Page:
CAWTHON'S CATHARSIS - Pied Piper of Lincoln County Strikes Again!

(07/30/2001)

By Jack Cawthon

I knew there was trouble brewing down in Big Puf when I arrived and saw Burvil reading the newspaper to Homer Bob. As you may recall, Homer Bob is an aspiring writer who has never learned to read so as to keep himself pure and uncontaminated by other writers. But, alas, Homer Bob doesn't yet realize that to become a writer one must learn to read in order to steal, a literary larceny, from others else all writing and writers would fall flatter than a house of cards built on the San Andreas fault.

I didn't learn of this fault until after I had learned to read. By then it was much too late. I wanted to become a writer, but unfortunately I went to college and took journalism, but similar to my smallpox vaccination journalism never took on me. After several tries, the smallpox vaccination scars would disappear from my arm, opposite the effect that should have occurred, and I remember a health nurse saying that I would probably be immune. She was absolutely right. I never did catch smallpox.

The same held true for journalism. I became immune after several attempts and never did catch it although I did develop some scars in unlikely places from related practices. But as with the other social diseases, I escaped pretty much unscathed.

I discovered early on that if one wanted a skill, then journalism was to writing much like welding and landscaping were to vocational training. On the other hand, if one wanted to become a writer, then write-and learn to steal. I became proficient at an early age in the latter but fortunately neither Jim Comstock nor L. T. Anderson pressed charges.

But Homer Bob is still naïve. He believes that what is read to him from the newspaper is pure and uncontaminated literature. Would anyone trained in journalism lie? As a result, he sometimes becomes emotional as he lets himself become completely absorbed in the news of the day. Or as much as Burvil will read to him.

Burvil learned long ago not to read Charleston Gazette editorials to him after one fateful day when the poor man became so hysterical that old Doc Absolom was called in to administer a sedative of pennyroyal in a 98 percent alcohol solution to calm him down. As I recall, that editorial consisted of a Christmas theme of peace and goodwill on earth, but the Gazette writer implied that only those who voted Democratic would ever achieve it.

Now, Burvil was once again reading a news story, and I could see the tightening in Homer Bob's jaw and the glint in his eyes. When he could stand it no longer, he banged his fist on the table and exclaimed loudly, "Hits thet danged Pied Piper agin!" "When's people goin' to learn they ye gotta pay the Piper or suffer the calamities?" he asked, I hoped rhetorically, as I didn't know the answer or even the basis for the question.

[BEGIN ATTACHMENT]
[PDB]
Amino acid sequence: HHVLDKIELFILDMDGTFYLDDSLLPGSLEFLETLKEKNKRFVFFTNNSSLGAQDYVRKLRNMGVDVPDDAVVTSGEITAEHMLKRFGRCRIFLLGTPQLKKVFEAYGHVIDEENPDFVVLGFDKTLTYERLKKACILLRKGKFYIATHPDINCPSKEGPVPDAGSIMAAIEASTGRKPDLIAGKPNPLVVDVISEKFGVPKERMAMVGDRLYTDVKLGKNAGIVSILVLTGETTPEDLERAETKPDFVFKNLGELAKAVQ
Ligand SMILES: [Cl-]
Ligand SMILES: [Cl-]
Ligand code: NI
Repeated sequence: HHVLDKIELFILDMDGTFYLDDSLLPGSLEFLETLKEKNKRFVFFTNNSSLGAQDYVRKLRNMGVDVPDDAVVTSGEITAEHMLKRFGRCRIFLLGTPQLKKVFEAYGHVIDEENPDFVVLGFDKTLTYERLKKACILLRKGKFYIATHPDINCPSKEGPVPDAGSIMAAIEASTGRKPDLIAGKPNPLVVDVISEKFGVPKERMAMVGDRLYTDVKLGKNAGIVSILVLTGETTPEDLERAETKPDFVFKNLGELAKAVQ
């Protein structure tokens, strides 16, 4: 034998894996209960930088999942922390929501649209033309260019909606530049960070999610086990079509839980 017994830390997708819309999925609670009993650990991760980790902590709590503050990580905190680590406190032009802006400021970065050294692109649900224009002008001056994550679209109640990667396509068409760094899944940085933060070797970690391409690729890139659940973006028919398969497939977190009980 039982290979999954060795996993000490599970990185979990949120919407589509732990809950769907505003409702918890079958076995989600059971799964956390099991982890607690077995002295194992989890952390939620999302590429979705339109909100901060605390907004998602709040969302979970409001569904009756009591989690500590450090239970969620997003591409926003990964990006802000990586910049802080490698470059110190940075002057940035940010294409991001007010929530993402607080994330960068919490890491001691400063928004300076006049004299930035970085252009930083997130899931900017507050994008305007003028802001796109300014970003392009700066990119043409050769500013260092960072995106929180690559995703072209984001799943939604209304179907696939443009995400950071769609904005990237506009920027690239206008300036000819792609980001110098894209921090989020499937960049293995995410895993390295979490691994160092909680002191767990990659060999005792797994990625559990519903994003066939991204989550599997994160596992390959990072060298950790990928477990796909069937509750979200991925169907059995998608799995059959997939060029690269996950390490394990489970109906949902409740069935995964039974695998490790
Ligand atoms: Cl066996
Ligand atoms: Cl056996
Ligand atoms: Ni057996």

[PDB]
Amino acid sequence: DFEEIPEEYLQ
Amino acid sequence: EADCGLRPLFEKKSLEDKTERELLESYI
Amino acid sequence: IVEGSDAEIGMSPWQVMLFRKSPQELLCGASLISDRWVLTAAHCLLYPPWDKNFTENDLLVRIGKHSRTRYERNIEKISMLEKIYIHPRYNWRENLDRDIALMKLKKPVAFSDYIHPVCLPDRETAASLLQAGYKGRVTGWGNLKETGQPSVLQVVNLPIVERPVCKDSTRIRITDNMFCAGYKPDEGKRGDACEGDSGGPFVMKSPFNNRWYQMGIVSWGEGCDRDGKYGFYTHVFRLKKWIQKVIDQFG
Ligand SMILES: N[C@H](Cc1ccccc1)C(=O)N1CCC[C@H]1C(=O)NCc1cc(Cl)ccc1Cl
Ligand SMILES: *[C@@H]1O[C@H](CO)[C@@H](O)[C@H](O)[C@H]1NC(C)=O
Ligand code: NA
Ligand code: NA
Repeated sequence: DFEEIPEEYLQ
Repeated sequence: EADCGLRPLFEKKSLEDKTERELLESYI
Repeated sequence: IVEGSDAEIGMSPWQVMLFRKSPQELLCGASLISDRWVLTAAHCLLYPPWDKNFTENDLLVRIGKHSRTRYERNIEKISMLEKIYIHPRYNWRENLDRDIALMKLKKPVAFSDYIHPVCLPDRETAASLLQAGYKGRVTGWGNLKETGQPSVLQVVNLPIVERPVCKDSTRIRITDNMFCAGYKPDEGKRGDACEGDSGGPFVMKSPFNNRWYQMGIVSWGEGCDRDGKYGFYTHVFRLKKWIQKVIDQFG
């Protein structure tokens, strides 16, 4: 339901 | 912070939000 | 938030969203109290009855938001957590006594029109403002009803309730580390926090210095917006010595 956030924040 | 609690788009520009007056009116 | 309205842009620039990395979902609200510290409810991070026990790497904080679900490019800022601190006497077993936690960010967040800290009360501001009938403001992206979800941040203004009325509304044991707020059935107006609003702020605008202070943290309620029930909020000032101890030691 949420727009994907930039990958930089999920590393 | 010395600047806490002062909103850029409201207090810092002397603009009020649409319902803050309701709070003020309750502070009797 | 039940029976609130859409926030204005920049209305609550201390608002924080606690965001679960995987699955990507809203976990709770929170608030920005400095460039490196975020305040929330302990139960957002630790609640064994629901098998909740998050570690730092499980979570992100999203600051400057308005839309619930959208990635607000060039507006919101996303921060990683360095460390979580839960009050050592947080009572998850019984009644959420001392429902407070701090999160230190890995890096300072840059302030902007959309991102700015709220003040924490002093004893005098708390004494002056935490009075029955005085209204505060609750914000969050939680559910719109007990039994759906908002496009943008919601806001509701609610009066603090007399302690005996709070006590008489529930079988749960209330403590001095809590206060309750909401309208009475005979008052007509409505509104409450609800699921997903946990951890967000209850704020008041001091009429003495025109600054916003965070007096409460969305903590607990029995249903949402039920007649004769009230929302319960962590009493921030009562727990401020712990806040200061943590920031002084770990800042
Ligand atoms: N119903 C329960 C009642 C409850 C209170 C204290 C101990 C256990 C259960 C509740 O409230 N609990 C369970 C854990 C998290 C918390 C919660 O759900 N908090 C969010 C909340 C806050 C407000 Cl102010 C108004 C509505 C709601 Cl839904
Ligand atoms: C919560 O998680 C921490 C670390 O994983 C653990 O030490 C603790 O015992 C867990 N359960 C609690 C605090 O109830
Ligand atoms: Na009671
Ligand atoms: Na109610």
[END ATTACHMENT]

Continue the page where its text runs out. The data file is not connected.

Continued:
By looking over Burvil's shoulder I saw that he was reading from an Associated Press story that stated that West Virginia had lost 9 percent of its child population in the last decade. In the 1990 census there were 444,000 children; in 2000 that number was down more than 40,000. Even worse, in 1980 there were 559,000 children. Somewhere over the 20 years more than 100,000 children were missing.

"Hits them people in Lincoln County," Homer Bob proclaimed. Finally, it began to sink in. Although the legend of the Pied Piper took place in Hamelin, a German city, over the years the location had shifted with oral telling to Hamlin in Lincoln County, West Virginia. You may recall, that the Pied Piper was called in to rid the town of its rats. When the townspeople refused to pay after he had accomplished the task he took up his pipe once again and playing a lively tune the children followed him to a place under a mountain and were never seen again.

I could see that Homer Bob had taken that story to heart, including the revisionist version. All of those children missing in the census had been lured away after the citizens of Hamlin had refused to pay the Piper. He even had a new twist to an old story. Seems the rats the Piper had been called in to exterminate weren't the rodent type at all, but were southern West Virginia politicians who have plagued our state unmercifully.

But there was no soothing Homer Bob. He had heard the story as it was presented in the newspaper and he had formed his own opinion. Here, dear reader, is where you must ever be on guard. Don't believe everything you read, even in cyberspace. Except, of course, what you read here. I studied journalism, including the day we were taught ethics. Trust me!

When I slipped out of the room Burvil had rolled up the newspaper but Homer Bob was still agitated. I heard him scream, "Should've D-conned the whole pack!"


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